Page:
When life gives you lemons, do you make lemonade or cut a slice to put into a glass of half full — or empty — water? Throughout our lives, we cannot escape making decisions. These decisions are not always moments during our adulting period (ages 25 to 40), we have been making decisions from the moment of birth. However, as we get older, decisions can become detrimental if you don’t take a moment to weigh out your options before considering to say “Yes.”
Depending on your career path, you may have a moment where you feel like you are stuck in a mundane rut and want a change. Maybe you don’t have a career, but your job is just a 9-to-5 and you’re looking for more out of life besides collecting a check. So you spruce up your resume, hit all the job hunting websites and start applying to positions you may or may not be qualified for.
Or you make calls within your network to let your people know you’re interested in hearing about new opportunities outside of your company. Months past and you finally get a call or email requesting to schedule an interview. Less than two weeks later, you’re given an offer, but you’re not 100% sure this is the position you want anymore.
- Does this position advance your career?
- Will extra energy become a requirement?
- What’s the commute like?
- Does the thought of more or less responsibilities interest you?
- If your current job gives you a counter offer to increase your salary, is it worth staying?
- Why did you start looking for a new job in the first place?
Moving: Renting or Owning
When you’re in your 20s or 30s, living at home with your parent(s) can be a bust or amazing. Yes, you can save a lot more money after paying your cell phone, student loan(s), credit card(s), transportation, etc. bills — including money you should you slide to your parents to help out with utilities — but your independence urge is itching the middle of your back. You need and want to get out. The housing market right now is not in favor for any working class adult, let alone a young adult just getting started in their adulthood.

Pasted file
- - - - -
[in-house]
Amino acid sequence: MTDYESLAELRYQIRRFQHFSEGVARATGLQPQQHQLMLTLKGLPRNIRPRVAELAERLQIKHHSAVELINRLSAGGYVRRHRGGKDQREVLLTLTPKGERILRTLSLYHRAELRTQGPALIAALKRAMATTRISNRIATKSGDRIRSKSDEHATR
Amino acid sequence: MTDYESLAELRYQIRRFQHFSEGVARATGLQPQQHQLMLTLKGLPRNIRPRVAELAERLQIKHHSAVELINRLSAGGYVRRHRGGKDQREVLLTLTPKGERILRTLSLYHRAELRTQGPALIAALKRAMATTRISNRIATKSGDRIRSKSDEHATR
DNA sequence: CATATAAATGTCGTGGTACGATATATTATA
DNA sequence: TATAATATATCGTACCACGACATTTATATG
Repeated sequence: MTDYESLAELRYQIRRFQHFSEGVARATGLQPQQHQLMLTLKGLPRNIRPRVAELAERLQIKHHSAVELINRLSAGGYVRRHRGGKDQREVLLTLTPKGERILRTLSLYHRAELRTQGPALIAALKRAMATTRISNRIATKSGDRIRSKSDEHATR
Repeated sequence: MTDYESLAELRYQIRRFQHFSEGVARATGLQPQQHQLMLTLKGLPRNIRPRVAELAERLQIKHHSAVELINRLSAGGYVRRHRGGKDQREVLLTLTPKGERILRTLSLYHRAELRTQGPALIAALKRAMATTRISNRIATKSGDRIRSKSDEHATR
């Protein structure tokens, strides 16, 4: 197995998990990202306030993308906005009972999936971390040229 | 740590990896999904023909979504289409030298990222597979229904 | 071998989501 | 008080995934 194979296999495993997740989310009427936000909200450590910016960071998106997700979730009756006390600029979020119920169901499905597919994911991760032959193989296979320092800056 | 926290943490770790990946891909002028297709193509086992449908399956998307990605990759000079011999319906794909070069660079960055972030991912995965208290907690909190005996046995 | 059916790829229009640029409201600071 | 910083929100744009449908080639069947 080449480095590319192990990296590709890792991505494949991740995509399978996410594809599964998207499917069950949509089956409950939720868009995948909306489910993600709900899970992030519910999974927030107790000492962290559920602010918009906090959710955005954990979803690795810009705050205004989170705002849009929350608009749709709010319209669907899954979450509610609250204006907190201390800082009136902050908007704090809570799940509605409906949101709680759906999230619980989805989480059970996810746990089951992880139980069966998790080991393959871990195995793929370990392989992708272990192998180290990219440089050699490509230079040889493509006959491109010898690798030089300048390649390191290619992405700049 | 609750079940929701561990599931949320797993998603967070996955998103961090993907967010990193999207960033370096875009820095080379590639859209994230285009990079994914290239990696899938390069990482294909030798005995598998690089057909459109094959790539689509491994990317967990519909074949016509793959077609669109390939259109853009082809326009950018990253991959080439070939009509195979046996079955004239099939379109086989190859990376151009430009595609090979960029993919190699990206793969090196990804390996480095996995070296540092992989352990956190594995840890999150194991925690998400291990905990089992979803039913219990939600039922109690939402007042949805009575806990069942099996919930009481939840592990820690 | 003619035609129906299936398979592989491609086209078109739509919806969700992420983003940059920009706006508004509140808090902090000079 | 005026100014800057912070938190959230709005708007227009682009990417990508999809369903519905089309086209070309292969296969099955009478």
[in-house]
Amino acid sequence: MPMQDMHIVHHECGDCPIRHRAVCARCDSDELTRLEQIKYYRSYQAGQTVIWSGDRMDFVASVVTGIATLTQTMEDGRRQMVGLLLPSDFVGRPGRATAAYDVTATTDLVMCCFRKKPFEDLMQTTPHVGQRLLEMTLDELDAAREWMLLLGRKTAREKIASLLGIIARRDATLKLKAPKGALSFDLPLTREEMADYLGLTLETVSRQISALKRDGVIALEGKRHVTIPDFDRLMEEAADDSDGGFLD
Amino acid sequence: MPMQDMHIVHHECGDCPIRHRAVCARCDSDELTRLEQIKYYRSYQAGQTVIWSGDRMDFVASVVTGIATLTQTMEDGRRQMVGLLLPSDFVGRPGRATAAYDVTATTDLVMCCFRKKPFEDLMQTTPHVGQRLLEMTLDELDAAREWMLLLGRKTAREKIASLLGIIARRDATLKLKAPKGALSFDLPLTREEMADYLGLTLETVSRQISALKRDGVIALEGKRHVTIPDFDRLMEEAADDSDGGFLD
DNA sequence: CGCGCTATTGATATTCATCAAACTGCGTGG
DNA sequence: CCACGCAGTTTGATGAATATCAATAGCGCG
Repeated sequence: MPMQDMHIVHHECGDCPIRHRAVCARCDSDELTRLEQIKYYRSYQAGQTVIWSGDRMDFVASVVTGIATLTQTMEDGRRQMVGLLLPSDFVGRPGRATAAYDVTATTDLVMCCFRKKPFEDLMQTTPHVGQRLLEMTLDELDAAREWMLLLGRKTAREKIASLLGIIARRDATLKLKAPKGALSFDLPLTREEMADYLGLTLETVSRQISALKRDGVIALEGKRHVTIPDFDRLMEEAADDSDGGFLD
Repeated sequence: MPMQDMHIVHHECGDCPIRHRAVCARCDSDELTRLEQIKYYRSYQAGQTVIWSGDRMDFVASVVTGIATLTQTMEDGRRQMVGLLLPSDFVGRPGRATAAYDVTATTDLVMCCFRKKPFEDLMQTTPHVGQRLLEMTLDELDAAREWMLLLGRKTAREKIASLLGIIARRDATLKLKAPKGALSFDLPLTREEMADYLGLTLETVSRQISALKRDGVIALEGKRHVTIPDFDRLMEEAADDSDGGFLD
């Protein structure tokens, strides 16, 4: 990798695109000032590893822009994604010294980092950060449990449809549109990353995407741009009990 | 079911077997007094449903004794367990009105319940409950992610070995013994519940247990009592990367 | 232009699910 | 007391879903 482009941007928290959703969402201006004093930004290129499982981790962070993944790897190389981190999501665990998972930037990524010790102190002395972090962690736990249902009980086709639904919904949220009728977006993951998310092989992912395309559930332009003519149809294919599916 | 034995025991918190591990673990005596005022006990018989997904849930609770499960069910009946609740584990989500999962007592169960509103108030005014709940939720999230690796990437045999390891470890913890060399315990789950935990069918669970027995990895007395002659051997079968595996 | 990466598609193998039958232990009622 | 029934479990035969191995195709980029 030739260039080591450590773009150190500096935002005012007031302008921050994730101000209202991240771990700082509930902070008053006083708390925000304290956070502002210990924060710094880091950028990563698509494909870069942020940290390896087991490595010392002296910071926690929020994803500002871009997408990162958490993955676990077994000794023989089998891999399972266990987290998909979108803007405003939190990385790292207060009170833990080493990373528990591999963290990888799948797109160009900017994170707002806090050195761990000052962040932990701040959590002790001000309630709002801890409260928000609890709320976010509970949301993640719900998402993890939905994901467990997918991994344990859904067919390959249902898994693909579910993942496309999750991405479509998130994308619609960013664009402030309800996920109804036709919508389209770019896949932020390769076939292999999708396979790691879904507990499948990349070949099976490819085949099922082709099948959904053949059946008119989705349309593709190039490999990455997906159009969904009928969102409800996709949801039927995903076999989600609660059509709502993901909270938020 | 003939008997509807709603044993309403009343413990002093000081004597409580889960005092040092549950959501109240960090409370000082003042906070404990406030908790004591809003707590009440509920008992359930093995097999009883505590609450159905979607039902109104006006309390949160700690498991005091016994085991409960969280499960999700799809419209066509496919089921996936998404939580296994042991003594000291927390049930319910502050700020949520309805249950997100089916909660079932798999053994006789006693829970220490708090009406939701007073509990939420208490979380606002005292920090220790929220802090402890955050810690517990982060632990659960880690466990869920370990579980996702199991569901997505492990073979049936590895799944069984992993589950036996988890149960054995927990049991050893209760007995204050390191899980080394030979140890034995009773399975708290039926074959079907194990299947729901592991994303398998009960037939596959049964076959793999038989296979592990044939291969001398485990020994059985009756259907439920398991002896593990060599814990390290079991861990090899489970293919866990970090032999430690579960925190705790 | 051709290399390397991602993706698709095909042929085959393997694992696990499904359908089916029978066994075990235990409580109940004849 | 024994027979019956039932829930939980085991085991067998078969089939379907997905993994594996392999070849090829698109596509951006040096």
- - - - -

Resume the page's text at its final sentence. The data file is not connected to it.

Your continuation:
- Do you have a 401k plan to dip into?
- Do you qualify for a first-time homeowner loan?
- If something breaks, do you have finances to repair something on your own? Remember there’s no landlord to call, YOU are the landlord.
- Would you live with a roommate (s)?
- If renting, have you saved enough for first month, last months, security deposit, utilities, groceries and some furniture?
- If your parents own their home, would you rather stay there and help them pay down on the mortgage?
Just because you are dating someone for more than one year does not mean he or she is the one. Just because you are dating someone for more than five years means he or she is the one.
I know this may sound crazy, but the amount of time you are in a relationship with someone does not equal husband or wife material. There are a lot of observations you must make during those years and months you are dating to put into your back pocket. Mind you, I put a possible “s” by the word “proposal” above because your first proposal does not have to be your last.
- Do you consider each other in your life plans?
- What are their spending habits?
- Do either of you want children? If you or your partner already has children, what’s the plan with bringing you into their world?
- Willing to relocate?
- How does he or she treat their family and why?
- Is he or she a “yes” person or someone who gives you a realistic perspective?
After all that you may feel like giving up.